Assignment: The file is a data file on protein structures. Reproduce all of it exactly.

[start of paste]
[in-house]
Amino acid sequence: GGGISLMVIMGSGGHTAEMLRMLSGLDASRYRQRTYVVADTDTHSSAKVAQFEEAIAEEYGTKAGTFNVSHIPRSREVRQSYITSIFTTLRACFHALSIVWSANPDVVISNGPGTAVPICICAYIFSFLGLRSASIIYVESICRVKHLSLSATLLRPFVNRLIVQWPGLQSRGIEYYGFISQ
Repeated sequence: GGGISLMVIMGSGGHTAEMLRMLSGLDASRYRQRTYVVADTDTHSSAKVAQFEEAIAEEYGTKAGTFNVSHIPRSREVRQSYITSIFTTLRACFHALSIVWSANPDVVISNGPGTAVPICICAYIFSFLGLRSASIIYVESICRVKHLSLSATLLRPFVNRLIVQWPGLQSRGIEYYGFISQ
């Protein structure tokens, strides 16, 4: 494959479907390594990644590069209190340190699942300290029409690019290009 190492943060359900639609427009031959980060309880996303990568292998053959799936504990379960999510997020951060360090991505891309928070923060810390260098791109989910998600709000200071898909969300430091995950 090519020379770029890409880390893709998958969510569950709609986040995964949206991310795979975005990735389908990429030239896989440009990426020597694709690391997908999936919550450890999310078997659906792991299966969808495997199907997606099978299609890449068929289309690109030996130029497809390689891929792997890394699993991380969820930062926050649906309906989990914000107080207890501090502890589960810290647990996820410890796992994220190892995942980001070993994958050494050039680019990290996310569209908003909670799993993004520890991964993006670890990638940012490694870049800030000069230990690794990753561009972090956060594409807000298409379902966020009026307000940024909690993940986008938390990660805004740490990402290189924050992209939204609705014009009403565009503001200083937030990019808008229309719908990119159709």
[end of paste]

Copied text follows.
[in-house]
Amino acid sequence: GGGISLMVIMGSGGHTAEMLRMLSGLDASRYRQRTYVVADTDTHSSAKVAQFEEAIAEEYGTKAGTFNVSHIPRSREVRQSYITSIFTTLRACFHALSIVWSANPDVVISNGPGTAVPICICAYIFSFLGLRSASIIYVESICRVKHLSLSATLLRPFVNRLIVQWPGLQSRGIEYYGFISQ
Repeated sequence: GGGISLMVIMGSGGHTAEMLRMLSGLDASRYRQRTYVVADTDTHSSAKVAQFEEAIAEEYGTKAGTFNVSHIPRSREVRQSYITSIFTTLRACFHALSIVWSANPDVVISNGPGTAVPICICAYIFSFLGLRSASIIYVESICRVKHLSLSATLLRPFVNRLIVQWPGLQSRGIEYYGFISQ
């Protein structure tokens, strides 16, 4: 494959479907390594990644590069209190340190699942300290029409690019290009 190492943060359900639609427009031959980060309880996303990568292998053959799936504990379960999510997020951060360090991505891309928070923060810390260098791109989910998600709000200071898909969300430091995950 090519020379770029890409880390893709998958969510569950709609986040995964949206991310795979975005990735389908990429030239896989440009990426020597694709690391997908999936919550450890999310078997659906792991299966969808495997199907997606099978299609890449068929289309690109030996130029497809390689891929792997890394699993991380969820930062926050649906309906989990914000107080207890501090502890589960810290647990996820410890796992994220190892995942980001070993994958050494050039680019990290996310569209908003909670799993993004520890991964993006670890990638940012490694870049800030000069230990690794990753561009972090956060594409807000298409379902966020009026307000940024909690993940986008938390990660805004740490990402290189924050992209939204609705014009009403565009503001200083937030990019808008229309719908990119159709």